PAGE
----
Finding a guitar for a kid is a lot harder than getting one for an adult guitar player. Grown up person can handle just about any model and size of guitars available, an adult can dive into some online guitar lessons for beginners, no matter the guitar he holds, while a child definitely can't.
That's why you need to do some serious research if you are looking to get your kid their first guitar. Today we are going to go through a couple of things you should pay attention to in this process. We will cover some specifics of guitars that a kid could have trouble with, and discuss some possible alternatives.
The first thing that you definitely need to know is that a regular size guitar might be too large for a child to play. The most important thing when it comes to playing guitar is comfort. If you are not comfortable playing a specific guitar, you will have trouble applying what are otherwise basic playing techniques.
Depending on how old the child is, you will have to look for either smaller guitars or medium sized ones. It's strongly recommended that you avoid getting toy guitars as those simply aren't nearly as good of an alternative to a real instrument. If you would like to know more about guitar sizes for kids, check out our article that deals with that topic in detail ‘Finding The Right Guitar Size For Your Kid'.
Bottom line is that there are no rules. You have to take your kid to the music shop and try out different models until you find something that works. The shop is also a great place to figure out if your kid prefers acoustic guitars or electric guitars. If you have a small kid however, we recommend going the acoustic guitars route for a start at least.
Aside from the size of a guitar, action is also an important factor. Think of it this way. If you find the action on a guitar to be hard to play, that means that your child will have exponentially harder time pressing down on strings and getting clear tones. Naturally, too low of an action can completely offset the intonation and dynamics of a guitar, so some caution needs to be applied.
With that said, there are models out there whose action can be setup in a way that a child is comfortable with. One thing to consider is the material the fretboard is made of. As you probably know, maple fretboards are usually smoother and softer than rosewood ones. If you are going to start your kid off with an electric guitar, a maple fretboard might help out with playing comfort.
The whole story regarding the action of a guitar leads into the choice of strings. Needless to say, heavy gauge strings might prove to be a bit too much for any kid. On the other hand, if you go for super light gauge strings, those might cut into the fingertips.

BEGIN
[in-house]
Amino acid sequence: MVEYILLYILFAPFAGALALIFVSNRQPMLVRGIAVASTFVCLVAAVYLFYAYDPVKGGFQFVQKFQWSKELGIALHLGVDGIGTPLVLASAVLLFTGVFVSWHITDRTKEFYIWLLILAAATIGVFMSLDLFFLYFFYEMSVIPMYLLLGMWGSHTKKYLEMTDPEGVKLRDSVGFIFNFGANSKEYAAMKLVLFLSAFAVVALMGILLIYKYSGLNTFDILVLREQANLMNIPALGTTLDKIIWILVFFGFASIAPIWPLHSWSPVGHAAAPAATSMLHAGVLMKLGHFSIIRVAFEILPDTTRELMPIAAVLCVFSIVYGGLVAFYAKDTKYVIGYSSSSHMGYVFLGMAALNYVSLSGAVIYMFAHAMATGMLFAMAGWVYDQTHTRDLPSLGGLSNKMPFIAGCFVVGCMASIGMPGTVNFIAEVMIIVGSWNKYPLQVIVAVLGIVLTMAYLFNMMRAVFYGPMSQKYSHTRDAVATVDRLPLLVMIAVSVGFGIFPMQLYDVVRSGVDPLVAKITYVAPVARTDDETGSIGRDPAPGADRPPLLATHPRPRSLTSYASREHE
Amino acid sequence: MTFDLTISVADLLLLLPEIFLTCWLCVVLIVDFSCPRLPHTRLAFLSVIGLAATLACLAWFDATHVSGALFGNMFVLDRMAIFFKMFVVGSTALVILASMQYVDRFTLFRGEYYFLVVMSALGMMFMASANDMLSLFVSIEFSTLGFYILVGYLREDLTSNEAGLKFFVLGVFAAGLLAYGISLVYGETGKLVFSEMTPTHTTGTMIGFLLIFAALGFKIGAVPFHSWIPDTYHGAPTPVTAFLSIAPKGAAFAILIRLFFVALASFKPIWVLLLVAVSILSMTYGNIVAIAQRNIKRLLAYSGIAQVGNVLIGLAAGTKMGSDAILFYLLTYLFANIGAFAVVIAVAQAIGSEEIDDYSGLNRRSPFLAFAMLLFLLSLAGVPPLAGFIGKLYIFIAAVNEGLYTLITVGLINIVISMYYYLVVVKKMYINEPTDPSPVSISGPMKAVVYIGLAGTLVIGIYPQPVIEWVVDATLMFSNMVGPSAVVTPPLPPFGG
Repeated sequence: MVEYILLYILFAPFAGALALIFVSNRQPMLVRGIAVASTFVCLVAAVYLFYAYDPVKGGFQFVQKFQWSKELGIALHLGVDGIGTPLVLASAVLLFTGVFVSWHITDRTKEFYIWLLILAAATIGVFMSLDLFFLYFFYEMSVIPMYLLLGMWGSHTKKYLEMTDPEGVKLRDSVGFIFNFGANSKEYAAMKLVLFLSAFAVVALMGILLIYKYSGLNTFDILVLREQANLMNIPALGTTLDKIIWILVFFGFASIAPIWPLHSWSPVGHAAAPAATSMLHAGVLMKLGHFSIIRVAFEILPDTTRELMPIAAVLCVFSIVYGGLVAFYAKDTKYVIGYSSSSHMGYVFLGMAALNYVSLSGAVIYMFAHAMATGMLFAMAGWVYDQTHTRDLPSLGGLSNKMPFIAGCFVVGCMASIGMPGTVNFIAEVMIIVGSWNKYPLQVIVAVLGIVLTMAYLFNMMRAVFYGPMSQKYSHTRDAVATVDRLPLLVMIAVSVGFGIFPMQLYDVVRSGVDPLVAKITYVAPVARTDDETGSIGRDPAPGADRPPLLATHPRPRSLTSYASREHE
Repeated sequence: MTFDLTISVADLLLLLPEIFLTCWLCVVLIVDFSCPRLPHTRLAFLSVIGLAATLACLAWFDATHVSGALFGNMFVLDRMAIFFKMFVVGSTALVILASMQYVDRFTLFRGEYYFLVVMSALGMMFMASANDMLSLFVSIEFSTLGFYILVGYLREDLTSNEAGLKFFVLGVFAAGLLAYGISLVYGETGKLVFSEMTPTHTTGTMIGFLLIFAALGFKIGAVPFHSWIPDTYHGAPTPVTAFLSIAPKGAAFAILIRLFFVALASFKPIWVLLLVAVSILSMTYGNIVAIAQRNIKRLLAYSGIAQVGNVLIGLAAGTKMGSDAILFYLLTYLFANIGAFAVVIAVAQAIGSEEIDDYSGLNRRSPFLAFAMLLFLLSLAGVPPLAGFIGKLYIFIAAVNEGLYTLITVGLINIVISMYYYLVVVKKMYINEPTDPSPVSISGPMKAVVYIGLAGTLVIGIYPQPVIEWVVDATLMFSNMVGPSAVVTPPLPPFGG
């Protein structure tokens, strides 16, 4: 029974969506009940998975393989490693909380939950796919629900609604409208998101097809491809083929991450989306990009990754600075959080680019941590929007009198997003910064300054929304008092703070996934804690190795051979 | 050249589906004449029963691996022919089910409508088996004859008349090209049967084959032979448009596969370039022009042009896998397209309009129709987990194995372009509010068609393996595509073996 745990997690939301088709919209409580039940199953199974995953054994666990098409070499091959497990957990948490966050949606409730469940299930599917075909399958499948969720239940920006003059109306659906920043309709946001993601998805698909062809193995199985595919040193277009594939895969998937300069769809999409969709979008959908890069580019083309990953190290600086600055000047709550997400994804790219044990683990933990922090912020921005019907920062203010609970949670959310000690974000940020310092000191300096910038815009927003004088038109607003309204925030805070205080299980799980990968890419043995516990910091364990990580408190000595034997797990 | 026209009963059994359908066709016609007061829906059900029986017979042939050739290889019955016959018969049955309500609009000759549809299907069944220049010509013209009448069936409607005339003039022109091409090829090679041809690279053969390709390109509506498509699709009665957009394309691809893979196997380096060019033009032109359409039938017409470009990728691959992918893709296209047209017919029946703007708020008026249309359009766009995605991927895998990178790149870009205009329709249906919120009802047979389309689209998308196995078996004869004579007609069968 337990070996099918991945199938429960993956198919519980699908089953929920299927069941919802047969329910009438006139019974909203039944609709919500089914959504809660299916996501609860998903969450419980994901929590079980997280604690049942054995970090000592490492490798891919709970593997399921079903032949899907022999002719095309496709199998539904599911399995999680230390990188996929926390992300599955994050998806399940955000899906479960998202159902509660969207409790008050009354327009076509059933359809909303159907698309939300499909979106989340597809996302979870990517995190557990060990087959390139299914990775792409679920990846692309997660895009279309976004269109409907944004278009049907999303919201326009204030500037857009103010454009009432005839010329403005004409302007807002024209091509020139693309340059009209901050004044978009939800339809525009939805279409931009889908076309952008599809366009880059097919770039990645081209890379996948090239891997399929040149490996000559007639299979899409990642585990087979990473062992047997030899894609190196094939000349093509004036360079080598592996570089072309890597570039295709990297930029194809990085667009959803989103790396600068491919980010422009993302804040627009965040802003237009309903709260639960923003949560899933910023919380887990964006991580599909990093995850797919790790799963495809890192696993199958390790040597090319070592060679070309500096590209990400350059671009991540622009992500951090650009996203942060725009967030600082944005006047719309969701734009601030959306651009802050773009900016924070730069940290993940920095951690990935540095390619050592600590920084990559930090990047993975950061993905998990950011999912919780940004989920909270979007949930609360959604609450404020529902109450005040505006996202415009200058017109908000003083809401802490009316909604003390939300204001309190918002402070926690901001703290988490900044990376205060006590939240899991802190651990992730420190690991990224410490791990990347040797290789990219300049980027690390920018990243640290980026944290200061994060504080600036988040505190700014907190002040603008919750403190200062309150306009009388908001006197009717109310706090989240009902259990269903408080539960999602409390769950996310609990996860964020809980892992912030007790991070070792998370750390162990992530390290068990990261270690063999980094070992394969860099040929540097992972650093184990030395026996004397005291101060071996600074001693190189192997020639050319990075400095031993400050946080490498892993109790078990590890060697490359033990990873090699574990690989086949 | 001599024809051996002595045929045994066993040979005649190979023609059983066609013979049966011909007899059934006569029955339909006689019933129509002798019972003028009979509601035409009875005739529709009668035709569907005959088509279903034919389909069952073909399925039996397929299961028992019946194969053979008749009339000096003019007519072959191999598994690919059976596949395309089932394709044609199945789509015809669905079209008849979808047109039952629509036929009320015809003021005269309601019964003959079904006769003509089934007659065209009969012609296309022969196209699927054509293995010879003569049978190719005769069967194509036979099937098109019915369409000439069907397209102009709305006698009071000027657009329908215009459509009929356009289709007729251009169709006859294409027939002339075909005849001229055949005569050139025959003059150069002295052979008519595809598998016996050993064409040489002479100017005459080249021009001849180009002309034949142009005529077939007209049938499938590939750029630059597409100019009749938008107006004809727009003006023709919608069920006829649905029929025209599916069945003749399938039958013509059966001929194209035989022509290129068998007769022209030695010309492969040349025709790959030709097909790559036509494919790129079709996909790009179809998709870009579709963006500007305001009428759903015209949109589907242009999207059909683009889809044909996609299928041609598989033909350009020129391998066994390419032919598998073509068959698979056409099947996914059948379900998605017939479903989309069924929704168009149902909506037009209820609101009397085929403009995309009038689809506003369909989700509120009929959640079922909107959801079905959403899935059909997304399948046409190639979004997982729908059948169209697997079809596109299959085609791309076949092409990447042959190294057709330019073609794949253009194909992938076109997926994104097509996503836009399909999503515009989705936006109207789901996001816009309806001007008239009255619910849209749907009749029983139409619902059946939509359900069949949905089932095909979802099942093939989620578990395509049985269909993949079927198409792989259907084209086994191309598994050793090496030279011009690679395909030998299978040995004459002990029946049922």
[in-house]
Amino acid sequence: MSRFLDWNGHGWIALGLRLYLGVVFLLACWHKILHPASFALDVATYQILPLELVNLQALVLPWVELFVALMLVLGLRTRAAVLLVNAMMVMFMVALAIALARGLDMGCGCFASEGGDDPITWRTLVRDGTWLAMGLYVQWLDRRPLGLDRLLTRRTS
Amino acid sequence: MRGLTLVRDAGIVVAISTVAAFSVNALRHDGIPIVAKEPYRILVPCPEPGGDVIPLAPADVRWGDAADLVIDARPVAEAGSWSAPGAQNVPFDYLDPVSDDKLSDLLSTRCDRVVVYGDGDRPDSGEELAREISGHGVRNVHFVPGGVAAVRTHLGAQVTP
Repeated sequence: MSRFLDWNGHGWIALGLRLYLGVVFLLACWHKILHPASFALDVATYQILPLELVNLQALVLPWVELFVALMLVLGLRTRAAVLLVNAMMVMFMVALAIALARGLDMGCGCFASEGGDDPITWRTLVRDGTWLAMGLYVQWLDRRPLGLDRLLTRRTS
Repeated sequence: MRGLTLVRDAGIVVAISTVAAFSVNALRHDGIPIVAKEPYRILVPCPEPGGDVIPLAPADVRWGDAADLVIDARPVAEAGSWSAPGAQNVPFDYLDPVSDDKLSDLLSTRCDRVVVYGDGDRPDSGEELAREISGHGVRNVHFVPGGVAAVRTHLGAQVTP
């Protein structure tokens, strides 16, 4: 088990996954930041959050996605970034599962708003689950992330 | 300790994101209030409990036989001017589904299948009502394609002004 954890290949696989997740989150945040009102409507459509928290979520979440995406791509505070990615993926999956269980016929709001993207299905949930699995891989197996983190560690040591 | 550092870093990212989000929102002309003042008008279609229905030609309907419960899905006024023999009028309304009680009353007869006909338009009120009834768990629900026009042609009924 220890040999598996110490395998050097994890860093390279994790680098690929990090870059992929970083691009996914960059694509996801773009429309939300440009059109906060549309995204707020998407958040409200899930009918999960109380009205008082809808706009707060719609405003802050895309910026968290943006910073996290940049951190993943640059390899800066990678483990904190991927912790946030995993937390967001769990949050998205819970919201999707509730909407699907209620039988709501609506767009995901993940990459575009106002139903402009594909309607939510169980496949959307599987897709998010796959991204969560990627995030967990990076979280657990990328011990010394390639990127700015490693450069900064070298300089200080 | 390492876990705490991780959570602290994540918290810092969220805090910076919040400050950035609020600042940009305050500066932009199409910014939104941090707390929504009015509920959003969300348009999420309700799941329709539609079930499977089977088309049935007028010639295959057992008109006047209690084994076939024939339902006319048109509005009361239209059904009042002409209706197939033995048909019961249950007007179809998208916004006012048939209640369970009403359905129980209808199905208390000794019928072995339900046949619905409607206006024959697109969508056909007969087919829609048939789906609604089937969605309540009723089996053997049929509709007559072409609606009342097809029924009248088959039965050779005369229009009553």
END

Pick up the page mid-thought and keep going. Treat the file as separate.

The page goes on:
Starting with a medium gauge is a good practice. If your kid finds that easy to play, you should stick with it. However, if they find it too difficult, you can get strings which are one gauge up or down. Once you have a decent starting point, you can tune the thickness of the strings a lot easier.
Let's assume that you are an experienced guitar player or at least someone who has some knowledge about guitars. As such, you might be tempted to get a guitar for your kid that fits your standards. Doing things this way is counterproductive. Listen to your kid and try to merge your requirements with their wishes.
If you get them a guitar they don't like, chances are they will lose a lot of will to play. You need to find a model which will spark their enthusiasm – one they will be anxious to play every day. Naturally, kids sometimes have unreasonable wishes, but you should try to find a compromise that works for both your kid and yourself. For a good list with guitars for kids, check out our article.
At the end of the day, spending some time researching the right model of guitar for your child can yield great results down the road. That first instrument is going to be something they will remember for the rest of their lives, especially if they continue to play as they grow older. That's why it is important for you to make the right choice, go through some of the GuitarFella reviews, and find a model which is a perfect combination of quality and appeal.
If everything goes right, you will have a kid that is eager to pick up that guitar any moment they can. On top of that, stimulating their interest in music is also very important. Remember that you are shaping their taste both in music and guitars. Be there to support them when they hit a wall, and help them push through any difficulties they might have. Your kid will be grateful for that when they grow up.
Rick Mariner says
Excellent article. Jessica has done her homework on children. I feel their pain. The poor kids have it hard. The younger they can start the better-the problem of fret size and guitar size is the main impediment.
It is comforting to know as they grow the instrument will feel more comfortable every day. Thanks Jessica, for a good story.